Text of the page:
Finders like this aren’t cheap. The prices they command seem frankly absurd in many cases, but many were produced in limited numbers, and demand keeps prices high. Still, if you want to use a lens on a camera without a built-in set of framelines for it, you don’t have a lot of options. But what about when you have a choice – when your chosen camera has a viewfinder or framelines for the lens you want to use – why would you want to use an external finder if you don’t need it?

This is where experience, or perhaps lack thereof, comes into play. For a long while, I simply rejected the notion of sticking a viewfinder on top of a camera that already had a perfectly functional one built in. But as I used more and different cameras, I slowly realized how much difference a good viewfinder can make to the overall experience of using the camera. My Canon P, for example, has a 1:1 viewfinder that’s fairly bright – it is far more pleasant to use than the tiny, dim, and squinty finder on my Certo Super Dollina II. This comparison is a bit extreme, but sometimes it takes extremes to kick me into consciousness.

Based on my broadening photographic experience, a while back I purchased a old Voigtländer Kontur viewfinder. This is a clever yet slightly bizarre device that works remarkably well. The view through the finder itself if black save for a set of bright, backlit 50mm framelines. Used with one eye closed, it’s useless, but open both eyes and you see just how clever those Voigtländer engineers were: the Kontur relies on your own brain to overlay the images from both eyes, which results in those framelines being projected over the scene in front of you. Sounds crazy, but it works. It even has good eye relief, so people who wear glasses can use it easily. About the only downside to the Kontur is that it’s quite large, and mounted on a smaller camera body it looks rather disproportionate (so I’m vain – sue me).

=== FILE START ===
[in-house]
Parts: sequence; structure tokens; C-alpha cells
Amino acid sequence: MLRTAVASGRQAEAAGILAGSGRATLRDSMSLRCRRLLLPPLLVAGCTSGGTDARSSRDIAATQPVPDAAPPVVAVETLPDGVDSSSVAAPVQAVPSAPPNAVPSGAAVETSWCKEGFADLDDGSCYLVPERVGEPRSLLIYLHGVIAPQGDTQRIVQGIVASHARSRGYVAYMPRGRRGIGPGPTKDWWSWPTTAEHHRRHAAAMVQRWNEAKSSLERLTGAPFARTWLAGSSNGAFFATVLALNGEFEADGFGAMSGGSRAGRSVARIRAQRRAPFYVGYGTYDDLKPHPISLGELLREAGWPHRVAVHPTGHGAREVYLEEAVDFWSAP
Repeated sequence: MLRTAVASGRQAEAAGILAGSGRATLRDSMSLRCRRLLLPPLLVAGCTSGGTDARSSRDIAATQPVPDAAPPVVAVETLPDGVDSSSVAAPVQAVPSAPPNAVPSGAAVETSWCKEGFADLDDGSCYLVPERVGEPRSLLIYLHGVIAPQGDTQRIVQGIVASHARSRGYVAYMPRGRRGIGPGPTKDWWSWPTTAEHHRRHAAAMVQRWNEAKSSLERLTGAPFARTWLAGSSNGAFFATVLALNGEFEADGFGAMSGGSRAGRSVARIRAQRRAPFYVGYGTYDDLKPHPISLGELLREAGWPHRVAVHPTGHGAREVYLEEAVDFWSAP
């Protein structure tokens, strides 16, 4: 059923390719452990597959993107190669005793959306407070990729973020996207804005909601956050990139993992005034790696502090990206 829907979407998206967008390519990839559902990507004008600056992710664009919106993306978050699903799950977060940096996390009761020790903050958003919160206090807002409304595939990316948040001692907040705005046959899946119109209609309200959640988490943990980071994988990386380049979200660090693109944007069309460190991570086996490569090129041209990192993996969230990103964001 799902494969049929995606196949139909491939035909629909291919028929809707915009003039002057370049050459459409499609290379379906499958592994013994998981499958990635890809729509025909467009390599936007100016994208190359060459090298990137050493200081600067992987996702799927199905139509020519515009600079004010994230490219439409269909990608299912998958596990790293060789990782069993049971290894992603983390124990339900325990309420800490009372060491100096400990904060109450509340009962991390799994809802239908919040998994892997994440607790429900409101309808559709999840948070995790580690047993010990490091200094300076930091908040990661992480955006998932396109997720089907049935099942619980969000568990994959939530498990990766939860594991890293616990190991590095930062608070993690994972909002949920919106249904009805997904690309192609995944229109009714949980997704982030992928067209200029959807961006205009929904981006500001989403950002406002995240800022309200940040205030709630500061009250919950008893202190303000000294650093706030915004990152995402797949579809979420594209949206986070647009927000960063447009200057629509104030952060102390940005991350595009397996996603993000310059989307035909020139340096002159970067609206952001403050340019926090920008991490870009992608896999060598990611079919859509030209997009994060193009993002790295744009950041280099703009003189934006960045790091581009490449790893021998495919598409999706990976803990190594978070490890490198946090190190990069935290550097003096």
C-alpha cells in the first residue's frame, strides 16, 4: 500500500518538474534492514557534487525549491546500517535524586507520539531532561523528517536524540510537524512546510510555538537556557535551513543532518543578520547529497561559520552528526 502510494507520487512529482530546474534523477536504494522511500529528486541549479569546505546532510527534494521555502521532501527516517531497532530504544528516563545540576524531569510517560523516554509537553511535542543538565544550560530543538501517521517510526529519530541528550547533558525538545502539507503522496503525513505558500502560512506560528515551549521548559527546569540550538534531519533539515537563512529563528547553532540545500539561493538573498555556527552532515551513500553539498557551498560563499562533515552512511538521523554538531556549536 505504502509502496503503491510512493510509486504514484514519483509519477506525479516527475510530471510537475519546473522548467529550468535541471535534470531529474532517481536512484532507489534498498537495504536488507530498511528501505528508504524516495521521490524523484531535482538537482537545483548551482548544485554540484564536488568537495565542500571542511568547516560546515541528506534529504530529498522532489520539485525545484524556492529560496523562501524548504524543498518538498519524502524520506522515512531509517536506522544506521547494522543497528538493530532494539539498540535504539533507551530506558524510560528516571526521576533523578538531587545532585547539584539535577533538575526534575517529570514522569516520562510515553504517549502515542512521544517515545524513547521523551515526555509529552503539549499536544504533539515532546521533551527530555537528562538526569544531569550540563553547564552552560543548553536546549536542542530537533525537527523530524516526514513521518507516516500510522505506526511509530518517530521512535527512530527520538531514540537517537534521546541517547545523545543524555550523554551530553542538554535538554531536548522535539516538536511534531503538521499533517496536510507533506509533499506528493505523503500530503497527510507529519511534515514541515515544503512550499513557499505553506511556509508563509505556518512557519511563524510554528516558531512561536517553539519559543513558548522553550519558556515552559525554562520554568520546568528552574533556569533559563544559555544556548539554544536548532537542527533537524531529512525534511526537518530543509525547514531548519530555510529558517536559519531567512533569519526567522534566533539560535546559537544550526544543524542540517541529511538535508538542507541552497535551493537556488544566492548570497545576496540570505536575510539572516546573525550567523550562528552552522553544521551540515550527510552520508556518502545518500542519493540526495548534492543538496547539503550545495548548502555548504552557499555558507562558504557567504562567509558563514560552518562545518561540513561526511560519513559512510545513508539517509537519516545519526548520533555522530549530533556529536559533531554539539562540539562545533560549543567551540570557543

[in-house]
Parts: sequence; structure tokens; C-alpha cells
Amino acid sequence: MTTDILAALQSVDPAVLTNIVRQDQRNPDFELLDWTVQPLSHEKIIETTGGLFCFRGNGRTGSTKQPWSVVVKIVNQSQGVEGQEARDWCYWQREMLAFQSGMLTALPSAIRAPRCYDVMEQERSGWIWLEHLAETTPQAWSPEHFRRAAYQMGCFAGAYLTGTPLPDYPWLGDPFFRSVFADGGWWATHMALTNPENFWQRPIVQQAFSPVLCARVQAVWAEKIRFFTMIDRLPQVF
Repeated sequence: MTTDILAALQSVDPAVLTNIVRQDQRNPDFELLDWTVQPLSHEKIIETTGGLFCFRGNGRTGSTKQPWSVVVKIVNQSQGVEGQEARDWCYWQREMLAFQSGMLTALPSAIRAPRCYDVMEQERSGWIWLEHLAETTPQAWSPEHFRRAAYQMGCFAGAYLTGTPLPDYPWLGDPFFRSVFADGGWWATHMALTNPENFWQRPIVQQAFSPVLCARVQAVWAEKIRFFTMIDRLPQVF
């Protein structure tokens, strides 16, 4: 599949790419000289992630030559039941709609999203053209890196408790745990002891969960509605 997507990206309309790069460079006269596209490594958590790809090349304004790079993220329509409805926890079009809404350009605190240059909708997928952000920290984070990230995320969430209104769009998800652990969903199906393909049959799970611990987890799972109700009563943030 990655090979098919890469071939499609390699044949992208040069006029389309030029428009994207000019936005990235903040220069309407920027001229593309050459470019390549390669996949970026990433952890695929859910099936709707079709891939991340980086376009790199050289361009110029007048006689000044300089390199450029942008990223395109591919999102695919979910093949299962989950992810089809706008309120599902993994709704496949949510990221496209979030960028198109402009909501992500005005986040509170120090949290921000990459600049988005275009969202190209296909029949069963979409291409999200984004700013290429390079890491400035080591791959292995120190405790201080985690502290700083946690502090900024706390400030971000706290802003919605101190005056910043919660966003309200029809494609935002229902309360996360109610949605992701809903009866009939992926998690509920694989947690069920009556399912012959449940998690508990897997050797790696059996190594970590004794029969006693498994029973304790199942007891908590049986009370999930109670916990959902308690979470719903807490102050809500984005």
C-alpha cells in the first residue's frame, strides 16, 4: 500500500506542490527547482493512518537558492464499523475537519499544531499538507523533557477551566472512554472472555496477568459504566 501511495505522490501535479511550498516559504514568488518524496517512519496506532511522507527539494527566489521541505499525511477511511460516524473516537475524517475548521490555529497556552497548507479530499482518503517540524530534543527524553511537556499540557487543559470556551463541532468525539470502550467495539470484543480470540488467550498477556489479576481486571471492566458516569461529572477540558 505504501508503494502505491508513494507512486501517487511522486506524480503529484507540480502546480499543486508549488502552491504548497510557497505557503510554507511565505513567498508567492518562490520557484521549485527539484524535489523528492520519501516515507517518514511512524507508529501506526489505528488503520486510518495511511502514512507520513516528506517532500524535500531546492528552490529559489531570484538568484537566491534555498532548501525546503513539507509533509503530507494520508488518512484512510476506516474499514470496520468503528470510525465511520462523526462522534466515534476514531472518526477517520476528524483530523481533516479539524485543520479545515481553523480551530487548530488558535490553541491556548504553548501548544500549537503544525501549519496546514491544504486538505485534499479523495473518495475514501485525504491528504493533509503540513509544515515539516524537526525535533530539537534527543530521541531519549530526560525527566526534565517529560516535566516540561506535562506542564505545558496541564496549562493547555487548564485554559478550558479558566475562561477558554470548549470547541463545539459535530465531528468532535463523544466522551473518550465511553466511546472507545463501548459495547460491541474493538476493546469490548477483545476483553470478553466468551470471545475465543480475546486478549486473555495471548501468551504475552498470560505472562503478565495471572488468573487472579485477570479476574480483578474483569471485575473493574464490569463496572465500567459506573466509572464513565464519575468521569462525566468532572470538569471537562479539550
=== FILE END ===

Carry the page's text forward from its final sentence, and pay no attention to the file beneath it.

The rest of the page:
I used the Kontur from time to time, but the size made it something I only considered when I knew I’d have the camera out constantly, as getting it in and out of the bag became a bit awkward. Still, for dedicated street shooting expeditions and such it proved a useful addition, useful enough that I started to have thoughts about a smaller brightline finder for my 50mm photographic needs.

Well, I finally got one. It took a while since the better 50mm finder options are among the most sought-after and thus pricey viewfinders out there. It seems there simply weren’t as many produced, as they weren’t strictly necessary in the way that other focal lengths required them, and so demand is quite high. The best of the lot are generally considered the Leica SBOOI and the more modern Voigtländer (the Japanese Cosina revival this time) – I got one of the latter. It’s heavy brass and looks perfect on vintage rangefinders. The view is 1:1, very bright and clear. On my Leica IIIc in particular, it seems like it was meant to be there. Sure, it adds a bit to the overall height of the camera, but it’s not terrible, especially on something as small as the Leica.

I liked it so much that I went to the additional trouble and expense of buying a brightline finder to use with my Canon 100/3.5. I use the lens to shoot auto racing, among other things, and the original viewfinder wasn’t going to cut it in that application. In a strange twist, the finder I ended up with is actually a Nikon piece intended for their 105mm lens, but it’s a high quality unit and the difference in framing is negligible.

That’s my story. I was wrong. The new finders weren’t cheap, though I still consider the prices I paid pretty good deals given the market, but looking through them I know it was worth it. I’ve seen the error of my ways.